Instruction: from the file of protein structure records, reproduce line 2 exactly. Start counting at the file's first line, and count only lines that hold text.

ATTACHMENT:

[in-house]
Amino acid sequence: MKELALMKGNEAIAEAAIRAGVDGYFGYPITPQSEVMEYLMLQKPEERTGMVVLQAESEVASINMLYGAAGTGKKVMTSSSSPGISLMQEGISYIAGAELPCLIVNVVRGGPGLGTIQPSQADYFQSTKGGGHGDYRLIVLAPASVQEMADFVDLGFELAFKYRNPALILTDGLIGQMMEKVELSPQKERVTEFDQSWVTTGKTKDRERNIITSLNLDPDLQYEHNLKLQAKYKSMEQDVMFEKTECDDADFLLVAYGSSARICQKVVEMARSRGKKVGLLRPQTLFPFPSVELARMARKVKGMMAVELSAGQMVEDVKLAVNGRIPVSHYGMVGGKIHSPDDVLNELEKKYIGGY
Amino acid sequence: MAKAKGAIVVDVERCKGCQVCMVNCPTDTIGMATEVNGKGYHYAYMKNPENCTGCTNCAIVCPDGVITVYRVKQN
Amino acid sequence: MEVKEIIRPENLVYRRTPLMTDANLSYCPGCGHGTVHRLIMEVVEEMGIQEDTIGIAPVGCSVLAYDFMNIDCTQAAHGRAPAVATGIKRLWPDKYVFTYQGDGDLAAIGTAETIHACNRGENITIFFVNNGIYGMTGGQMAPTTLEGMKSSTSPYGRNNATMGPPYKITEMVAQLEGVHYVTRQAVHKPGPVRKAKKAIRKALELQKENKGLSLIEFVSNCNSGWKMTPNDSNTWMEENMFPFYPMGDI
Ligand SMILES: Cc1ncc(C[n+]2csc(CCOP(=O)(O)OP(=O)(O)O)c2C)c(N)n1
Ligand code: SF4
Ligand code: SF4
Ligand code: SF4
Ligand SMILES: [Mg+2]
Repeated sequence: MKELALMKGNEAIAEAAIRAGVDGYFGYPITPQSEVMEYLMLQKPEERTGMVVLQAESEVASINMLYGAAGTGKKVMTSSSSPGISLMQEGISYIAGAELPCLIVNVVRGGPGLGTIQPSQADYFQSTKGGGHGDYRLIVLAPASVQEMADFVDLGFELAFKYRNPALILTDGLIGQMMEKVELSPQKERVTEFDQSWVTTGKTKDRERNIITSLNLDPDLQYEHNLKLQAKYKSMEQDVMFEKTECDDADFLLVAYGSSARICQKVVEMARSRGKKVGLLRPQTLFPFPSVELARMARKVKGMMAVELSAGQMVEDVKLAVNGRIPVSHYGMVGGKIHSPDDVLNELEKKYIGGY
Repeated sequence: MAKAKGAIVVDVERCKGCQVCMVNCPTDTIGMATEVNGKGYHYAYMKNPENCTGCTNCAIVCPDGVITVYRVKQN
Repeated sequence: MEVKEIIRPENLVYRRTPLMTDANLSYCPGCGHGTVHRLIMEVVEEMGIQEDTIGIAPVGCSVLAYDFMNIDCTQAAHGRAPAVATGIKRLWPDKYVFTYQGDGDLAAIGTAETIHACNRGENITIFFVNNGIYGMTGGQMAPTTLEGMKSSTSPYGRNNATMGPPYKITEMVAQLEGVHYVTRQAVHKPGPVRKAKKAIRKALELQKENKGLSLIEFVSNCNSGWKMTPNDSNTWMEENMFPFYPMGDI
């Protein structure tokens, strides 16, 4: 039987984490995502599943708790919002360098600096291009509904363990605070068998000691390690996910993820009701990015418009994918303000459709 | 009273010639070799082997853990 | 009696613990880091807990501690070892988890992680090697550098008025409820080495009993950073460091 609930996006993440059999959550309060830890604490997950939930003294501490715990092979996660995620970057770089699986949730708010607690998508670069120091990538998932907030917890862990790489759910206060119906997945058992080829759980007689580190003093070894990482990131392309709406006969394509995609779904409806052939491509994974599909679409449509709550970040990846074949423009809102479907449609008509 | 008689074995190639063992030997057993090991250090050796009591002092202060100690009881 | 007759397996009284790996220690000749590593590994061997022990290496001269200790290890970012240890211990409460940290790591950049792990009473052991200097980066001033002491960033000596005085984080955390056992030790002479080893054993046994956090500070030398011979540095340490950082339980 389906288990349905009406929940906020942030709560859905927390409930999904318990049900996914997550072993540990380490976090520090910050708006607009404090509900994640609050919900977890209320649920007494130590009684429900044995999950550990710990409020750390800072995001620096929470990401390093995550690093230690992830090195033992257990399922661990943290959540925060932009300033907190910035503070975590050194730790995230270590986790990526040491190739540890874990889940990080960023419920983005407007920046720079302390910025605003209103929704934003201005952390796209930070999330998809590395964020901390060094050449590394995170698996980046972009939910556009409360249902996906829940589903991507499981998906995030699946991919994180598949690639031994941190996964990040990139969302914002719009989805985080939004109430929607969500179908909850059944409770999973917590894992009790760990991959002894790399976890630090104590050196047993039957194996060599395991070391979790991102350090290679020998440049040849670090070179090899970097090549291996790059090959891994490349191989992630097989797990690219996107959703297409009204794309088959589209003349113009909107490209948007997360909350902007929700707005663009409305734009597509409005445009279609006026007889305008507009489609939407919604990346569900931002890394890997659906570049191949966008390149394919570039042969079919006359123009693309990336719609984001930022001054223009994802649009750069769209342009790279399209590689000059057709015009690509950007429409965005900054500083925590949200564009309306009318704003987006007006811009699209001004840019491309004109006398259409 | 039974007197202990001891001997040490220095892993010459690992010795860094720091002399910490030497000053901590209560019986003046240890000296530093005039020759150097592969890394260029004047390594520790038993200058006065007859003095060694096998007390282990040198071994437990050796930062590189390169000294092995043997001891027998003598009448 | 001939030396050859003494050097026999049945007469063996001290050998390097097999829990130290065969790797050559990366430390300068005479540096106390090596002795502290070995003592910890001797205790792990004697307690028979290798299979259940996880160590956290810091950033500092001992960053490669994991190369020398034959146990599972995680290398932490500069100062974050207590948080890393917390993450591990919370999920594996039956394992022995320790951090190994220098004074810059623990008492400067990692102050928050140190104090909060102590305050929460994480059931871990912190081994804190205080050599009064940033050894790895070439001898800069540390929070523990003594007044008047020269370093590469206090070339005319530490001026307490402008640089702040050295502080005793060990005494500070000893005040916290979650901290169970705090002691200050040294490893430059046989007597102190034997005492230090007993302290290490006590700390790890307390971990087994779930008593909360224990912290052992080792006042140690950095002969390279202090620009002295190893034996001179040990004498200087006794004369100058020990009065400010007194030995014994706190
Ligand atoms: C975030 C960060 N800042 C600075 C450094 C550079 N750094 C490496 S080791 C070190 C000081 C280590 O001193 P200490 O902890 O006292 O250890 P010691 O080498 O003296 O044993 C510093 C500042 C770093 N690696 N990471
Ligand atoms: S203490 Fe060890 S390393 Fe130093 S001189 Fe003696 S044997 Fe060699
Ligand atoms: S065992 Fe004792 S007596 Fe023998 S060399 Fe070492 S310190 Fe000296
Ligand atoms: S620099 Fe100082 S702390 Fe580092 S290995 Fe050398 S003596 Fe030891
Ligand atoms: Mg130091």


Amino acid sequence: MKELALMKGNEAIAEAAIRAGVDGYFGYPITPQSEVMEYLMLQKPEERTGMVVLQAESEVASINMLYGAAGTGKKVMTSSSSPGISLMQEGISYIAGAELPCLIVNVVRGGPGLGTIQPSQADYFQSTKGGGHGDYRLIVLAPASVQEMADFVDLGFELAFKYRNPALILTDGLIGQMMEKVELSPQKERVTEFDQSWVTTGKTKDRERNIITSLNLDPDLQYEHNLKLQAKYKSMEQDVMFEKTECDDADFLLVAYGSSARICQKVVEMARSRGKKVGLLRPQTLFPFPSVELARMARKVKGMMAVELSAGQMVEDVKLAVNGRIPVSHYGMVGGKIHSPDDVLNELEKKYIGGY